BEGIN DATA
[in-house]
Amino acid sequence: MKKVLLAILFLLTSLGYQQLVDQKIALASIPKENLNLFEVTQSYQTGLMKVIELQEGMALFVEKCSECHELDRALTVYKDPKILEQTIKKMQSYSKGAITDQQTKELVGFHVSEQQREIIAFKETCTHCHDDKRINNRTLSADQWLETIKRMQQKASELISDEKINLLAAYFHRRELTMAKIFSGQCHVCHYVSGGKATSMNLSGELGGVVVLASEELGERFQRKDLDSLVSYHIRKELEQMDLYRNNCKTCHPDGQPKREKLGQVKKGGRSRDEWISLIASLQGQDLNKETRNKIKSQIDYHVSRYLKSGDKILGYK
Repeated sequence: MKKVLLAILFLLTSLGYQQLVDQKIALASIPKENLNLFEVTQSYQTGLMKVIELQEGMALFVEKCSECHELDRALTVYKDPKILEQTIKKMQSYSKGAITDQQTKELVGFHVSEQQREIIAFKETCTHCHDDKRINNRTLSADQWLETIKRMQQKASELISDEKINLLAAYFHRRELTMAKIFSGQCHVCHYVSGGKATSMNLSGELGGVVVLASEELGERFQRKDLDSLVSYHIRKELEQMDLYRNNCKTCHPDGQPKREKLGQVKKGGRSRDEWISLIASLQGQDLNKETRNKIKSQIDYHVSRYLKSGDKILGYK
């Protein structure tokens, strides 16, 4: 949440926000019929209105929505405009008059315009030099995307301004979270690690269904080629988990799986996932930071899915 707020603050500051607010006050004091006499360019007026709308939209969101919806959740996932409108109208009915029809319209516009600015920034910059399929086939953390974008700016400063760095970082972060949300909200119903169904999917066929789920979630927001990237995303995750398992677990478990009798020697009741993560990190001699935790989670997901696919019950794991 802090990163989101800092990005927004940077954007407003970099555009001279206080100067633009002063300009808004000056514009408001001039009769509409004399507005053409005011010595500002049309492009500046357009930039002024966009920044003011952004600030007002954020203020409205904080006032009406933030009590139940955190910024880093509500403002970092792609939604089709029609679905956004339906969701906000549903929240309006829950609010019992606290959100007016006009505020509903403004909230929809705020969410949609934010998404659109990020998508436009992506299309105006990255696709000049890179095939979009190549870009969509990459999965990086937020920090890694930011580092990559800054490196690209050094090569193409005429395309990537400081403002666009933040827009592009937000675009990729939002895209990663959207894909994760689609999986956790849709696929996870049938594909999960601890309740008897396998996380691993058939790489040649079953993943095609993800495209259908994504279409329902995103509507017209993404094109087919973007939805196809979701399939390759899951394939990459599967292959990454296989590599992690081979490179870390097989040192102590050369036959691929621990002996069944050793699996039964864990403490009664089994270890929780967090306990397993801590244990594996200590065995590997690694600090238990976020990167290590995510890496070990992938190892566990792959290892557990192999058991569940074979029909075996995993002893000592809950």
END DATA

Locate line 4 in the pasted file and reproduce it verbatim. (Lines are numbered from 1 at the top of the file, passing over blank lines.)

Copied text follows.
């Protein structure tokens, strides 16, 4: 949440926000019929209105929505405009008059315009030099995307301004979270690690269904080629988990799986996932930071899915 707020603050500051607010006050004091006499360019007026709308939209969101919806959740996932409108109208009915029809319209516009600015920034910059399929086939953390974008700016400063760095970082972060949300909200119903169904999917066929789920979630927001990237995303995750398992677990478990009798020697009741993560990190001699935790989670997901696919019950794991 802090990163989101800092990005927004940077954007407003970099555009001279206080100067633009002063300009808004000056514009408001001039009769509409004399507005053409005011010595500002049309492009500046357009930039002024966009920044003011952004600030007002954020203020409205904080006032009406933030009590139940955190910024880093509500403002970092792609939604089709029609679905956004339906969701906000549903929240309006829950609010019992606290959100007016006009505020509903403004909230929809705020969410949609934010998404659109990020998508436009992506299309105006990255696709000049890179095939979009190549870009969509990459999965990086937020920090890694930011580092990559800054490196690209050094090569193409005429395309990537400081403002666009933040827009592009937000675009990729939002895209990663959207894909994760689609999986956790849709696929996870049938594909999960601890309740008897396998996380691993058939790489040649079953993943095609993800495209259908994504279409329902995103509507017209993404094109087919973007939805196809979701399939390759899951394939990459599967292959990454296989590599992690081979490179870390097989040192102590050369036959691929621990002996069944050793699996039964864990403490009664089994270890929780967090306990397993801590244990594996200590065995590997690694600090238990976020990167290590995510890496070990992938190892566990792959290892557990192999058991569940074979029909075996995993002893000592809950």